Our next stop is Bukhara, an ancient city in south Uzbekistan. One of the fifteen fully independent states that emerged from the collapse of the Soviet Union, Uzbekistan now has two notable claims to fame. Firstly, it is one of only two double-landlocked nations in the entire world -that is to say, while Uzbekistan itself is landlocked, all the countries that surround its borders are themselves landlocked too. Secondly, without Uzbekistan our language would be without a word for a kind of fine linen fabric that, with a little help from William Shakespeare, gave us an eminently useful expression for an absent, invented or wholly non-existent person.
Where is Bukhara, Uzbekistan? – Bukhara, Uzbekistan Map – Bukhara, Uzbekistan Map Download Free Photo Gallery
The word that has brought us all the way here to Uzbekistan is buckram, the name of a tough, stiff fabric now typically made from cotton, but made originally from woven linen, or even horsehair. For that reason the earliest forms of buckram were probably much softer, lighter and more delicate than modern buckram fabric, which is often chemically enhanced or treated with gum to give it a stronger, more hard-wearing finish.
Its name may be relatively unfamiliar today, but the product itself is not. Because of its strength and durability, buckram has long been used to cover cloth-bound my blogs, and for centuries was used to provide a strengthening lining to coats and similar garments.
Etymologically, the origin of the name buckram is something of a puzzle. One theory claims that it simply takes its name from the same root as buck, meaning ‘a male mammal’, perhaps referencing that it was once made from woven strands of animal hair. Another claims it might come from an Italian word, bucherare, meaning ‘to pierce with holes’, perhaps a reference to buckram’s original mesh-like appearance, while yet another suggests that its roots lie in an old Arabic word, qiram, thought to have meant ‘veil’ or ‘shroud’.
There isn’t enough etymological evidence to say with any assurance whether any of these theories is accurate or not but perhaps the most likely theory is that buckram takes its name from Bukhara.
Another extraordinarily ancient town, Bukhara – and the area around it – has been inhabited for more than five millennia. For many years little more than an isolated town, it flourished in size and significance thanks to its prime location on the Central Asian portion of the Silk Road. As trade with Europe and the Far East blossomed, Bukhara itself flourished, eventually becoming one of the most important Muslim cities in history.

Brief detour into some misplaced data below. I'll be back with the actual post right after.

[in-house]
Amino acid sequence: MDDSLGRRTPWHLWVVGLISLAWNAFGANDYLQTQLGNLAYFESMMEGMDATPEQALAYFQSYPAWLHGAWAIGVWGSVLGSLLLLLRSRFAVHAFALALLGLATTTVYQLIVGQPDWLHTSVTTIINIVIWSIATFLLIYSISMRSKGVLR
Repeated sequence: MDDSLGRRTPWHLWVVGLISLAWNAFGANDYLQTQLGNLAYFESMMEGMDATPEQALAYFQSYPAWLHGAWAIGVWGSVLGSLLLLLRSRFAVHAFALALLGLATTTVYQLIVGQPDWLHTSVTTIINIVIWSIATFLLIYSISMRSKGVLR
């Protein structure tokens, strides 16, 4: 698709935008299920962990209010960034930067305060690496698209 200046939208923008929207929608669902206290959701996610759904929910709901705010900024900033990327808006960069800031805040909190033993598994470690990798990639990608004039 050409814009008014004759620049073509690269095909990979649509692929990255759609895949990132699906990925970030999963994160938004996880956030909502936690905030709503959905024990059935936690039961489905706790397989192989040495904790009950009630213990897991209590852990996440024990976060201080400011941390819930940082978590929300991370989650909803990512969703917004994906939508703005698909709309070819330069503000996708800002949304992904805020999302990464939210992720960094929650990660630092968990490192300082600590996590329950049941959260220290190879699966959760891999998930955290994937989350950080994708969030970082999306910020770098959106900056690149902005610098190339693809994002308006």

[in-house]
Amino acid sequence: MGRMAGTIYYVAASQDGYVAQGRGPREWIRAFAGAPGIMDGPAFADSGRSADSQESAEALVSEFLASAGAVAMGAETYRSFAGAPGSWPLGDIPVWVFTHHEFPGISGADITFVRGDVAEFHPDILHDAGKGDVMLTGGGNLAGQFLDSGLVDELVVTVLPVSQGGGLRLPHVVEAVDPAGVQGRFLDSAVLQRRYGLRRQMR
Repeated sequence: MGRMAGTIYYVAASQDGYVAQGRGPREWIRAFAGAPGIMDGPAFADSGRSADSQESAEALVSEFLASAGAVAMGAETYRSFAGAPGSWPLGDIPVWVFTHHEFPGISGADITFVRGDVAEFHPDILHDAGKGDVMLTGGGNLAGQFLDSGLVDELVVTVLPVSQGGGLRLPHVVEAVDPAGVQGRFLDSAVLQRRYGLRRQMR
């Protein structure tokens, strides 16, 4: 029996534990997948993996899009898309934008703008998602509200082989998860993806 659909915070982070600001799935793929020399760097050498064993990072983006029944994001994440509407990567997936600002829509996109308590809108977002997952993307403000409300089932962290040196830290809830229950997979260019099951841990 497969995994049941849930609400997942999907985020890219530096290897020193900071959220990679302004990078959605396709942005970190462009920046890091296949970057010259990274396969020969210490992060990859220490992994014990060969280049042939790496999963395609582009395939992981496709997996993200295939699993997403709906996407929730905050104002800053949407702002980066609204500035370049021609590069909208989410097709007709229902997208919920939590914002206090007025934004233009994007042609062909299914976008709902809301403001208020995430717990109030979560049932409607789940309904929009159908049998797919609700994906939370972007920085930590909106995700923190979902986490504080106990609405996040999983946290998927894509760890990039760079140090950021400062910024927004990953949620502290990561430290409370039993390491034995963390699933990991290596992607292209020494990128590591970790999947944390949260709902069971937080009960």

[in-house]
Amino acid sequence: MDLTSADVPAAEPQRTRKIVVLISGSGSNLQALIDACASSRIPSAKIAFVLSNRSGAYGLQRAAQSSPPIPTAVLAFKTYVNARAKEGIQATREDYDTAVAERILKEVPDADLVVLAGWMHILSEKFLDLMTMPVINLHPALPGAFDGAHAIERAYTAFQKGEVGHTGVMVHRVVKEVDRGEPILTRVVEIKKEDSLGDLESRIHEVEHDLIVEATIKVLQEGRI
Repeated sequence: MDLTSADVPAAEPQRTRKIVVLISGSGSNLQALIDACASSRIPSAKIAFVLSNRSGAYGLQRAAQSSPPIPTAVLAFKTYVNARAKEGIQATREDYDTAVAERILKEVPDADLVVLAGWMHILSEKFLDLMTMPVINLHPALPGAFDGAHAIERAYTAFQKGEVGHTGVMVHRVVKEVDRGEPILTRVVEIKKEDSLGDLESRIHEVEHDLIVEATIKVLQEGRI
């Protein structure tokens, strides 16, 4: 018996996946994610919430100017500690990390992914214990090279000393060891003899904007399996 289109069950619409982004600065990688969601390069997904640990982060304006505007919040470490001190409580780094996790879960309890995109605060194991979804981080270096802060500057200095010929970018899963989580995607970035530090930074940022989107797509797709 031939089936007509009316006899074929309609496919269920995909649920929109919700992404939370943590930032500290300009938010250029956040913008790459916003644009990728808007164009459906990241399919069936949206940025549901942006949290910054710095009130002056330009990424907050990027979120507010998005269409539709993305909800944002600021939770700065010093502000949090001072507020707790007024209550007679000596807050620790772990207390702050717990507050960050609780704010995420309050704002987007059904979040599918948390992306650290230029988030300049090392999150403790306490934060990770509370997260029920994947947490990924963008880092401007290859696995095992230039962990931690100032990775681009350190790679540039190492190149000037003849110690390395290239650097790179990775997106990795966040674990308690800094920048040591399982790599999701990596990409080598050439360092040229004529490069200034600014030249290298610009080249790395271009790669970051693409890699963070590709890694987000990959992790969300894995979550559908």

It’s thought that it was during this golden age that buckram fabric manufactured in the Uzbek region first began to be imported into Europe – and with it came the name of the city in which it was traded. Buhkara, given a little etymological readjustment over the centuries via Latin, Italian and French, eventually morphed into buckram, and finally made its debut in written English in the thirteenth century. This particular story, however, doesn’t quite end here.
Just as was the case with fustian, the various qualities of buckram fabric also came to be employed figuratively. By the sixteenth and seventeenth centuries, the word had come to be used as a synonym for strength or stiffness; for anything or anyone seemingly ‘starched’ or ‘stuck up’; or for anything that gives an appearance of strength, but actually lacks any real substance.
And then, along came Shakespeare:
I have peppered two of them. Two I am sure I have paid, two rogues in buckram suits. I tell thee what, Hal, if I tell thee a lie, spit in my face, call me horse. Thou knowest my old ward. Here I lay, and thus I bore my point. Four rogues in buckram let drive at me These four came all afront, and mainly thrust at me. I made me no more ado, but took all their seven points in my target, thus.
In this comic scene in Shakespeare’s Henry IV Part 1, the swaggering Sir John Falstaff is relating an inflated tale of his own bravery to the young Prince Henry and his companion Ned Poins. But as he continues with his narrative, Falstaff begins to muddle all of the details he has concocted, steadily inflating the number of ‘rogues in buckram’ with whom he fought from two to four, then to seven, to nine, and eventually eleven. The prince, understandably, is unimpressed: ‘These lies are like their father that begets them,’ he replies angrily. ‘Gross as a mountain.’
Falstaff’s buckram-clad rogues might not have actually existed, but a phrase inspired by them certainly does. In use since the 1700s, men in buckram has since become a proverbial expression used of someone who does not exist, never existed to begin with, or else is currently (and perhaps permanently, or usually) absent. Often employed in situations where an excuse or alibi is required (or else when a flimsy excuse or alibi needs to be questioned), as the scholar and lexicographer E. C. Brewer put it in his Dictionary of Phrase and Fable (1870), men in buckram are ‘hypothetical men, existing only in the brain of the imaginer’.
Those landlocked nations that surround Uzbekistan are Afghanistan, Kazakhstan, Kyrgyzstan, Tajikistan and Turkmenistan. The world’s only other double-landlocked nation, incidentally, is Liechtenstein, which is sandwiched between the similarly coastline-less Switzerland and Austria.